A lack of financial literacy among Australian property buyers is leaving many with mortgage loans that they do not understand and are not necessarily in the best position to repay.
This is according to a new report from the UBS banking team, which found that a worrying number of homeowners do not know they have an interest-only loan or know what this involves.
Their research followed recent controversy over so-called liar loans, a term which refers to assets being overstated in order to secure finance, suggesting mortgage applications are filled out and approved inaccurately.
UBS found that even though statistics show more than one-third (35.3 per cent) of homeowners in Australia have an interest-only mortgage, under one-quarter (23.9 per cent) said they did when asked.
But are they lying? Or simply unaware of the type of mortgage they have due to a lack of knowledge?
Jonathan Mott, an analyst at UBS, commented: "Although this may seem far-fetched, it needs to be considered in the context of the lack of financial literacy in Australia.
"A more plausible explanation is that around one-third of interest-only customers do not know or understand that they have taken out an interest-only mortgage."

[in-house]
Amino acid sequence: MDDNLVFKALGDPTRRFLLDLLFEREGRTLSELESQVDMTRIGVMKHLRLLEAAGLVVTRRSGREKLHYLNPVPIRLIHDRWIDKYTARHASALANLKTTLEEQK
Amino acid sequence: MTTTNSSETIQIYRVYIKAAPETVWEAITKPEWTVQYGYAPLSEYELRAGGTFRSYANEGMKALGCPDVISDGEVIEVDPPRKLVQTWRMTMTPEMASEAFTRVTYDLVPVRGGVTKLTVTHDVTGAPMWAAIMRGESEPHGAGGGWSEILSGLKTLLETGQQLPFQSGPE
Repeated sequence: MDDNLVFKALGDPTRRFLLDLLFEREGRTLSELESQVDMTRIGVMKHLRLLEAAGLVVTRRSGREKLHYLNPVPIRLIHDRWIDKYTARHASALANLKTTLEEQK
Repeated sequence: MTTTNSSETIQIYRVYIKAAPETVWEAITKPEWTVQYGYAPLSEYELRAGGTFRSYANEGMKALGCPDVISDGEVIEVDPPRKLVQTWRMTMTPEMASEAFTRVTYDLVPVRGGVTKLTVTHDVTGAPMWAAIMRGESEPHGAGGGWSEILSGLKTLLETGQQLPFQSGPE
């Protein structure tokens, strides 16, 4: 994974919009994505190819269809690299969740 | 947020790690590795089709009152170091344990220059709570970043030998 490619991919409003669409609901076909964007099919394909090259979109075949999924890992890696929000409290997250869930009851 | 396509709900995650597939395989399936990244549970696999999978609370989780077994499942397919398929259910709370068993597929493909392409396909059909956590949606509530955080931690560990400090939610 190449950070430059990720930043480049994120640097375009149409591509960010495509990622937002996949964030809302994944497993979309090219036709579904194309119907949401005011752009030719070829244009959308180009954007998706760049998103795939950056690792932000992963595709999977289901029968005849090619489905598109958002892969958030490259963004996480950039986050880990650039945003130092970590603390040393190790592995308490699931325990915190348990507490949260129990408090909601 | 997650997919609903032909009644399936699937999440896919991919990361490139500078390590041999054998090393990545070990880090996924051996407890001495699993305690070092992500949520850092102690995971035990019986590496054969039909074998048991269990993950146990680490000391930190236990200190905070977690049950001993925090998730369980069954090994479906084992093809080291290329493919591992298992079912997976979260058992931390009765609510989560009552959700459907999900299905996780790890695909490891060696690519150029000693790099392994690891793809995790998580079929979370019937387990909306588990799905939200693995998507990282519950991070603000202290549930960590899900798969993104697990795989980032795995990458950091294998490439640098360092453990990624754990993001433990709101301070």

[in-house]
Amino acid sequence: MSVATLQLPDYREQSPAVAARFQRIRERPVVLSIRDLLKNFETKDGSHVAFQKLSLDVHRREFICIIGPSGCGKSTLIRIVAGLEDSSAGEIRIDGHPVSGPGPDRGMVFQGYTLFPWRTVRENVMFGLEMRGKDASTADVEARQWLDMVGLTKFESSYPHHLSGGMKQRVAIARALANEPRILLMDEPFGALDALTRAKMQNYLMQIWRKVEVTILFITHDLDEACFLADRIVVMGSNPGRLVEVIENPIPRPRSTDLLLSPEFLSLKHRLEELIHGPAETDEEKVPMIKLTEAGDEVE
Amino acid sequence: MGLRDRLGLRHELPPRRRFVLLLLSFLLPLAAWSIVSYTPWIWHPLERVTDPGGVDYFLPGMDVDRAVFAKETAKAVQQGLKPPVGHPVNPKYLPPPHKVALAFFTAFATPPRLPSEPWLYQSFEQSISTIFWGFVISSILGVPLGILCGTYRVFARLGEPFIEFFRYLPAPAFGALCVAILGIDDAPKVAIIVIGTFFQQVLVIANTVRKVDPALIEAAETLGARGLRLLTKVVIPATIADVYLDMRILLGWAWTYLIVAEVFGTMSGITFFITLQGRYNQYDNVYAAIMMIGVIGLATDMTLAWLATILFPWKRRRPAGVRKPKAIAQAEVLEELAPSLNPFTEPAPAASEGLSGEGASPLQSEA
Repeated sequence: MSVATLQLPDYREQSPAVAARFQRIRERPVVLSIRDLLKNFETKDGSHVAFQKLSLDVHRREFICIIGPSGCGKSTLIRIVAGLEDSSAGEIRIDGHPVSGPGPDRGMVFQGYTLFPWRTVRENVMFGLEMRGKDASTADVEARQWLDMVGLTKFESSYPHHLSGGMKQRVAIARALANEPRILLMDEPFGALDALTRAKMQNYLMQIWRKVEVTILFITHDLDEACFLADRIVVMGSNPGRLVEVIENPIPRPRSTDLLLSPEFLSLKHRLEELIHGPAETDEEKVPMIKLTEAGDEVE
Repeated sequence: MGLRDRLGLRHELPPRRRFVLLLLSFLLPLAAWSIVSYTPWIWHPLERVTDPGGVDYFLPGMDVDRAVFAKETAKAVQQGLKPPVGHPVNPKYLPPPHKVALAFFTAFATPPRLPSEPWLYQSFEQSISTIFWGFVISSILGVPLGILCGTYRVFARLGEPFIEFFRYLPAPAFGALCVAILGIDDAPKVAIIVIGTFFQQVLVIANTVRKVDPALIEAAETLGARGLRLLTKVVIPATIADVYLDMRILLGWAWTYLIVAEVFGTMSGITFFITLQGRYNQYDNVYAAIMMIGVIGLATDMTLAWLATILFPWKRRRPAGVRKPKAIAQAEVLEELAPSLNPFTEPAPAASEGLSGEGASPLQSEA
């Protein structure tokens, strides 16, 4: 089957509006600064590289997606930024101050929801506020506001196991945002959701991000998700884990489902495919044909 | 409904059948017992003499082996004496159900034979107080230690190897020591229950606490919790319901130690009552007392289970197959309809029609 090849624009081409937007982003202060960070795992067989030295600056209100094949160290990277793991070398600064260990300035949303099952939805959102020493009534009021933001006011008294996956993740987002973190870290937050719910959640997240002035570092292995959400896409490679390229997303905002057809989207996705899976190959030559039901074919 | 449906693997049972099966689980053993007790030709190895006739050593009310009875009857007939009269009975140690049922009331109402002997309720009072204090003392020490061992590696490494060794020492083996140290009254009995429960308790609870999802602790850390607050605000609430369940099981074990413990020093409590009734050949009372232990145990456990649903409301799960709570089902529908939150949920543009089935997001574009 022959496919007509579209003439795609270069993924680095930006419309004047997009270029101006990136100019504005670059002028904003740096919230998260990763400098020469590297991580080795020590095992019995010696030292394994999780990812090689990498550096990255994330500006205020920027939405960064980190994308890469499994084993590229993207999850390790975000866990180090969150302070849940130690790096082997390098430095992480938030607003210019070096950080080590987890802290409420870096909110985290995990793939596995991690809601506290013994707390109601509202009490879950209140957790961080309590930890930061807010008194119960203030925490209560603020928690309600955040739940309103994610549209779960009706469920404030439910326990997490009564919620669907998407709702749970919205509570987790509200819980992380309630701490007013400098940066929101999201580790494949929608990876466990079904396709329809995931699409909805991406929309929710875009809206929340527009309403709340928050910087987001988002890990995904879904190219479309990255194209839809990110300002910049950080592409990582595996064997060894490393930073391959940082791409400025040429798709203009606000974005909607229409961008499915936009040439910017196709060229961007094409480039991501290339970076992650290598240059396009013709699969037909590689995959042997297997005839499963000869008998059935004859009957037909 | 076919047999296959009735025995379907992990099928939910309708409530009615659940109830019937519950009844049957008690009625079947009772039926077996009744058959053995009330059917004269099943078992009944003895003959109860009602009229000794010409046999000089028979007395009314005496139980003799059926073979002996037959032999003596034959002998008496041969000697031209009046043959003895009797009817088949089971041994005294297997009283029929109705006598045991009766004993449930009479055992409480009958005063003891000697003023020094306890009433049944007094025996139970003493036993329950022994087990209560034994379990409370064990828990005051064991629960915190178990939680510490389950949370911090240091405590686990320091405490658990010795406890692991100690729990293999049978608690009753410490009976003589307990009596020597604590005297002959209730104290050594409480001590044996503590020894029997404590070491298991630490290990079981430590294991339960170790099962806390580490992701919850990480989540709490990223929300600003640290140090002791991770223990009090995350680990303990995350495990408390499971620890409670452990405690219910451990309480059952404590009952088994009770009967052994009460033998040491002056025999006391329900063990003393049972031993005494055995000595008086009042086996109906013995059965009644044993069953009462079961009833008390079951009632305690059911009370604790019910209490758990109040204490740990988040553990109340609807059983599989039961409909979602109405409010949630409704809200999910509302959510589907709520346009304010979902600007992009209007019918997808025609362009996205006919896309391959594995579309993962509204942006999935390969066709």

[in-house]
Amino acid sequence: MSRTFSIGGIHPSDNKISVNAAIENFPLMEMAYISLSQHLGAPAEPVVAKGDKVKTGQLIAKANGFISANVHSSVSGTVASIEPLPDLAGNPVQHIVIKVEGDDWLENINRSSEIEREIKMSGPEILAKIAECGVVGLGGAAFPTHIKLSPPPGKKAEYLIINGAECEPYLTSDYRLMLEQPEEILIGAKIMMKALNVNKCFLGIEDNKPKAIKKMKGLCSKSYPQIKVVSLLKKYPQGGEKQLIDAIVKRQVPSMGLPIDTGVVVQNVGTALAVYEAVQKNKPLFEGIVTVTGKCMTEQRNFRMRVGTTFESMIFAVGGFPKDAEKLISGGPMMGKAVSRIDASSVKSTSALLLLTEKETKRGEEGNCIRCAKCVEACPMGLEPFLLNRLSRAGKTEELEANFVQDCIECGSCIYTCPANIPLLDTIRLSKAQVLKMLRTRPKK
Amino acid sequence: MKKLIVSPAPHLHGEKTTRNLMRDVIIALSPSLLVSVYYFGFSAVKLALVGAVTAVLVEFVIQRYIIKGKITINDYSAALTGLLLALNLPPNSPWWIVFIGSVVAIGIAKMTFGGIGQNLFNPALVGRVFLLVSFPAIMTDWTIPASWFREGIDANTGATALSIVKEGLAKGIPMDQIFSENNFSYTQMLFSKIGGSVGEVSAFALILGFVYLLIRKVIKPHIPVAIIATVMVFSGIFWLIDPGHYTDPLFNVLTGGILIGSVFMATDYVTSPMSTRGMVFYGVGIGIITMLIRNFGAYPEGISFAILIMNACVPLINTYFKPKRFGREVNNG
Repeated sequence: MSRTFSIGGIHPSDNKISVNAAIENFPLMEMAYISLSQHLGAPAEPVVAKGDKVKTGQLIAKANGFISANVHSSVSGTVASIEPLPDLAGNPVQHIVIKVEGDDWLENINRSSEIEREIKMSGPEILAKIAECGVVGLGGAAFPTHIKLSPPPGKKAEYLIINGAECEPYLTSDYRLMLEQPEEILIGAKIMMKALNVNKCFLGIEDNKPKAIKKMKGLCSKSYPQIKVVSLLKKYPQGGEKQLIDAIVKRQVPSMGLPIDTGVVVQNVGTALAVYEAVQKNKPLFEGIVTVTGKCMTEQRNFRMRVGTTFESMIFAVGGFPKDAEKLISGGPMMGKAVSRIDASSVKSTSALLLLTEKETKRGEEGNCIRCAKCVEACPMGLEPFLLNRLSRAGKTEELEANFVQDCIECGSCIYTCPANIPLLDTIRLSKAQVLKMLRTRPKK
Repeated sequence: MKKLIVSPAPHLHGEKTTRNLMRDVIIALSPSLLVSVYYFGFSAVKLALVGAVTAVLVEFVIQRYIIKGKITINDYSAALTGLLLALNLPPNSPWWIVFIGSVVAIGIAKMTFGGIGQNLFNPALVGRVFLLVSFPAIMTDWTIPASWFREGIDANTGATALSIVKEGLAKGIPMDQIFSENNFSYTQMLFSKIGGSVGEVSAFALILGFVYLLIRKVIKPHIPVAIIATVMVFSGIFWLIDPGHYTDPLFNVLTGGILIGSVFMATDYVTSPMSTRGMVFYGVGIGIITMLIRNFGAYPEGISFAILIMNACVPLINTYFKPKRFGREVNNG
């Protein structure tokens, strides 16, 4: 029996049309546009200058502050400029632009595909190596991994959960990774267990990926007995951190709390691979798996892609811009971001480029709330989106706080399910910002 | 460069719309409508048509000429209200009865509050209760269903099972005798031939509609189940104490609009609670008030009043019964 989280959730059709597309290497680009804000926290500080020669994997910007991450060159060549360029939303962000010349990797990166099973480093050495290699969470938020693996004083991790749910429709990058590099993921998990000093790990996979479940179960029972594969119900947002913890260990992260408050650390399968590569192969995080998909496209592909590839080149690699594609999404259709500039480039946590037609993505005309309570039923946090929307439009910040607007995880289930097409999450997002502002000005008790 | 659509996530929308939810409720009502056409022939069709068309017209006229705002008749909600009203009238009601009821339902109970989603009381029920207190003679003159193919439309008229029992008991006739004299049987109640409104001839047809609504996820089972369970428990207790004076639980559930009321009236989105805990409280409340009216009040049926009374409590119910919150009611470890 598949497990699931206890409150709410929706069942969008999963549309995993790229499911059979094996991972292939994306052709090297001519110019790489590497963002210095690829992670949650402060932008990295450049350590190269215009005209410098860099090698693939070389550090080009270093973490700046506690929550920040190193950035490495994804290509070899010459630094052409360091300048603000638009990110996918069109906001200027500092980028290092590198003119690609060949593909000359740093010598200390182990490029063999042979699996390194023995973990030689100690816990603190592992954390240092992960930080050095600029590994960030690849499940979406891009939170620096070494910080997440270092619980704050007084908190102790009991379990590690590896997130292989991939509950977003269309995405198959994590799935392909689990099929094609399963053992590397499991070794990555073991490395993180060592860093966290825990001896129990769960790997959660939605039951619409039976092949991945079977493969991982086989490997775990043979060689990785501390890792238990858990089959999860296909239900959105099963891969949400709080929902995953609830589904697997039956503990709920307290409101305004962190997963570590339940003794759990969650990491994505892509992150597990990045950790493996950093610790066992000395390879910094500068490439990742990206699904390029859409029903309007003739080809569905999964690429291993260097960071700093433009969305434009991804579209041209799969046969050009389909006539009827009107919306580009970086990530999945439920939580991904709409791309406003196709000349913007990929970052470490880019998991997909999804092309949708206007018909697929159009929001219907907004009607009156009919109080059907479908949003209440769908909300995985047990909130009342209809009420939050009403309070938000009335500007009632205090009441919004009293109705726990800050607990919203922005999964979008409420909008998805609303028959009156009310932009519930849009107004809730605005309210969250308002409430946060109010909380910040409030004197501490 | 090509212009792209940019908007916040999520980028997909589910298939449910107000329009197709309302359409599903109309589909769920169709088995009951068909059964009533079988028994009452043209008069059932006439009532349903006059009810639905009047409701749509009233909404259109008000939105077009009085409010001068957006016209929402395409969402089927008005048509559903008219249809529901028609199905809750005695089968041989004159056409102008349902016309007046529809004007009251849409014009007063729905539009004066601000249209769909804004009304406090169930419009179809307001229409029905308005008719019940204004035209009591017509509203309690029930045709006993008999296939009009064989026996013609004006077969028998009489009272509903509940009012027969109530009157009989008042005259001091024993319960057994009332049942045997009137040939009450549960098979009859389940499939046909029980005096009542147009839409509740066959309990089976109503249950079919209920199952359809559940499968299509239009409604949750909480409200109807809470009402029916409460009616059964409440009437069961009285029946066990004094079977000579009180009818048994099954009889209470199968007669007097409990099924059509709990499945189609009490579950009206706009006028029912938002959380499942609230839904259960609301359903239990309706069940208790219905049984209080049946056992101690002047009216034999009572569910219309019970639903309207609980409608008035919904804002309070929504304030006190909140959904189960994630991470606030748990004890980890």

UBS also drew on recent data from a survey carried out by ME Bank which highlighted Australians' financial illiteracy. It found that 60 per cent of property owners in the country cannot pass a basis financial literacy test, with more than one-third (38 per cent) admitting to having no understanding of interest-only loans.
This research comes as the Australian Securities and Investment Commission (ASIC) announces it will be conducting a review into interest-only mortgages throughout the country in order to ensure customers are not being mis-sold or misled when they are taking out a home loan to find the root of the problem.Peter Kell, deputy chair of the ASIC, warned: "There are no excuses for lenders and brokers not meeting their legal obligations."